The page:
This project attempts to better understand complacency and false alarms during the threat of tornadoes. Public risk increases as individuals become more complacent to tornado alerts, which is a suspected outcome of false alarms. However, timing of tornadic events, repeated exposure to alerts, and difficulty to predict weather phenomena create a complex set of challenges with regards to effectively alerting at-risk communities.
To address the issues of complacency and false alarms with regards to tornadoes in the Southeastern United States, this project examines false alarm rates (FARs) in relation to tornado awareness, how communities receive tornado warnings, a general level of complacency among communities, the magnitude of previously experienced severe weather events having an impact on the overall level of complacency of individuals, and how emergency managers might better work with the public to address concerns of complacency and false alarms.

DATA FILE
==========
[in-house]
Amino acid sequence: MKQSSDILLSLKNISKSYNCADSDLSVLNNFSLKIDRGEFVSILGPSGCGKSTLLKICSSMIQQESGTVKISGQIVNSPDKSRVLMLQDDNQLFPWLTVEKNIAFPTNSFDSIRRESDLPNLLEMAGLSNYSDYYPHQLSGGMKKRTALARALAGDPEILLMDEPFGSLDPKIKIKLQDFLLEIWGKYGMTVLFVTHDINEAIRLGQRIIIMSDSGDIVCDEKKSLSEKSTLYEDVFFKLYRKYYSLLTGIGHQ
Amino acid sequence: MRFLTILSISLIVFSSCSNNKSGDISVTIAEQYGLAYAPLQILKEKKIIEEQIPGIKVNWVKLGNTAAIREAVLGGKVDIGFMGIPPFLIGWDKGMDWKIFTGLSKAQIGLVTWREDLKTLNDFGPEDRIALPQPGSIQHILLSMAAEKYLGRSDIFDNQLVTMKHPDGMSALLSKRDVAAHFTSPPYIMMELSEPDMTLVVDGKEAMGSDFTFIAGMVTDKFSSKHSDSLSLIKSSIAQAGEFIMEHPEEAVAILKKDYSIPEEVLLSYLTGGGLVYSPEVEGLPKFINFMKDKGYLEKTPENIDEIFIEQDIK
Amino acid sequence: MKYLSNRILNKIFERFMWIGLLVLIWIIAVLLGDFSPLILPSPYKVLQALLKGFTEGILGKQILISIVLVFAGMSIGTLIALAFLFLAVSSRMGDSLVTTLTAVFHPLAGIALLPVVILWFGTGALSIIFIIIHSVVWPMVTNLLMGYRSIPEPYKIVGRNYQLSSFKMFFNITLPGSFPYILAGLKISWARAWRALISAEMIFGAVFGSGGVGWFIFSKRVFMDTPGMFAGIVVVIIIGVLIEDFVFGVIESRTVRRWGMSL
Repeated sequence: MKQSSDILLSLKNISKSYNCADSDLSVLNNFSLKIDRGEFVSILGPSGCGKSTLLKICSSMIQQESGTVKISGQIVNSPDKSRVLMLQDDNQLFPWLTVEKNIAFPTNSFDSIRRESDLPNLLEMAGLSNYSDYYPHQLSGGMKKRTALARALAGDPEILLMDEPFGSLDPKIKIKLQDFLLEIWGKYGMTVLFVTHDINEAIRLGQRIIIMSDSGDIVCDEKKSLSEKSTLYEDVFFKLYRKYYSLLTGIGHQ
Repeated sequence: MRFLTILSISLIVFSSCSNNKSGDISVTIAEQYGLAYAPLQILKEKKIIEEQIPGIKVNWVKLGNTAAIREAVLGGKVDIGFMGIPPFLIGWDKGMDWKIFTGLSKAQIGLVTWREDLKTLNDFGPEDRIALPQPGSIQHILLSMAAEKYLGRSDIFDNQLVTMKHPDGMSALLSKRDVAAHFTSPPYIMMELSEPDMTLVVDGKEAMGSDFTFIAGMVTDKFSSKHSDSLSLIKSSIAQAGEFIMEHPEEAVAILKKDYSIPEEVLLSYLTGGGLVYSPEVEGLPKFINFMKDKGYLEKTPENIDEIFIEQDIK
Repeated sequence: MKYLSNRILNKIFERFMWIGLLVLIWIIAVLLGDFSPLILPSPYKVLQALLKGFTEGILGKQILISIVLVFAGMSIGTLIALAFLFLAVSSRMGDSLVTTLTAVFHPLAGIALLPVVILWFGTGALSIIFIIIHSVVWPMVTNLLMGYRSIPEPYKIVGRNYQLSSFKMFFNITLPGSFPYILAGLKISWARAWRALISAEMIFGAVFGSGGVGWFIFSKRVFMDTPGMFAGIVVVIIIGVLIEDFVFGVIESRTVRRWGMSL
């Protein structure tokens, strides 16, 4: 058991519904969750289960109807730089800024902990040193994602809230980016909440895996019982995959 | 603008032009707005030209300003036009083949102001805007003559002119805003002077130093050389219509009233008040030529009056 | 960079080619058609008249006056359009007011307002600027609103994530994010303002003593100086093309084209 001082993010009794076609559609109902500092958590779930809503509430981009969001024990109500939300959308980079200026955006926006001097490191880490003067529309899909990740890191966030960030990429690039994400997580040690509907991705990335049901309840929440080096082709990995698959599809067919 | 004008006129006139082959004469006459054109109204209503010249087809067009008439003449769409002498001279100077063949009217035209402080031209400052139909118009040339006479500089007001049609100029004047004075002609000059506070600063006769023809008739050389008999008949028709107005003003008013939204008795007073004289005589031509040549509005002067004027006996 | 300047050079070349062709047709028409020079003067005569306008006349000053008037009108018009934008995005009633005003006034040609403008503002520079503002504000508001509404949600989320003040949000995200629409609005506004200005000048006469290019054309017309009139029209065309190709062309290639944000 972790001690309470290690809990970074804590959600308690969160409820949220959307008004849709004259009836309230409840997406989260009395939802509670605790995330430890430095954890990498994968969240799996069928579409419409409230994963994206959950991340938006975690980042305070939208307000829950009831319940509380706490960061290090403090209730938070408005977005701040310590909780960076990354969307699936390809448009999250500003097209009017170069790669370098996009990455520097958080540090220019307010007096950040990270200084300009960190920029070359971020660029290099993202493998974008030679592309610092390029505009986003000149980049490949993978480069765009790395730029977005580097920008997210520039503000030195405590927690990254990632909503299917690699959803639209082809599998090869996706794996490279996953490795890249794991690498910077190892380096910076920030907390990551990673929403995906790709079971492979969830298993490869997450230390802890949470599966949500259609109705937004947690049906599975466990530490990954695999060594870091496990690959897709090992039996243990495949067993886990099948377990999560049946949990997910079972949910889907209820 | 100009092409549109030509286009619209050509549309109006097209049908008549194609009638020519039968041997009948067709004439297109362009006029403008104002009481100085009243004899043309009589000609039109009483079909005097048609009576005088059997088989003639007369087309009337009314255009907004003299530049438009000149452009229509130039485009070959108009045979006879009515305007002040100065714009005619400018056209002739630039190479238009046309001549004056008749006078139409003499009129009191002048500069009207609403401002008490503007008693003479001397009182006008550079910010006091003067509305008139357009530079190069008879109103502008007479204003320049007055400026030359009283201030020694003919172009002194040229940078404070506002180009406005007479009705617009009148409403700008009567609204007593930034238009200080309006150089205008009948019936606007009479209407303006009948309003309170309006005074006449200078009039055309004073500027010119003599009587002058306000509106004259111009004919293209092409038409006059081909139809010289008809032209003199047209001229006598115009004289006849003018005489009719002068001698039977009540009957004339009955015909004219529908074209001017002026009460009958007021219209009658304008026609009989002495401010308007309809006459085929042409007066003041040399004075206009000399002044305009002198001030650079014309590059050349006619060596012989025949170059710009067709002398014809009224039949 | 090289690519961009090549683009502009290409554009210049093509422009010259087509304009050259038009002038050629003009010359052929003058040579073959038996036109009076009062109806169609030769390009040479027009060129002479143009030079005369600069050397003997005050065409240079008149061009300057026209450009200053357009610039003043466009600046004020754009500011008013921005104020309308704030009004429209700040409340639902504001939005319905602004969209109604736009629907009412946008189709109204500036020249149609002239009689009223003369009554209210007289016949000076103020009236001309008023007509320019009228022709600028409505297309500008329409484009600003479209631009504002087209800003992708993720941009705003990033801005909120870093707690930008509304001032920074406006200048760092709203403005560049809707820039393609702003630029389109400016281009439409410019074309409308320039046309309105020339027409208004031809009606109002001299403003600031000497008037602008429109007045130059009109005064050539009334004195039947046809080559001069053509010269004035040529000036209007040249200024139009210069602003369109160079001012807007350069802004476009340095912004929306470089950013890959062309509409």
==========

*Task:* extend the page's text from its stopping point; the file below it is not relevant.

This mixed-methods study employs a comprehensive open-source literature review, focus groups, and a large-scale regional survey to provide a rich understanding for three communities in the southeastern United States (Tuscaloosa, AL; Lexington, KY; and Winston-Salem, NC). These data will be analyzed in a series of qualitative and quantitative reports with techniques such as grounded theory, inferential analysis techniques, and group comparison analyses.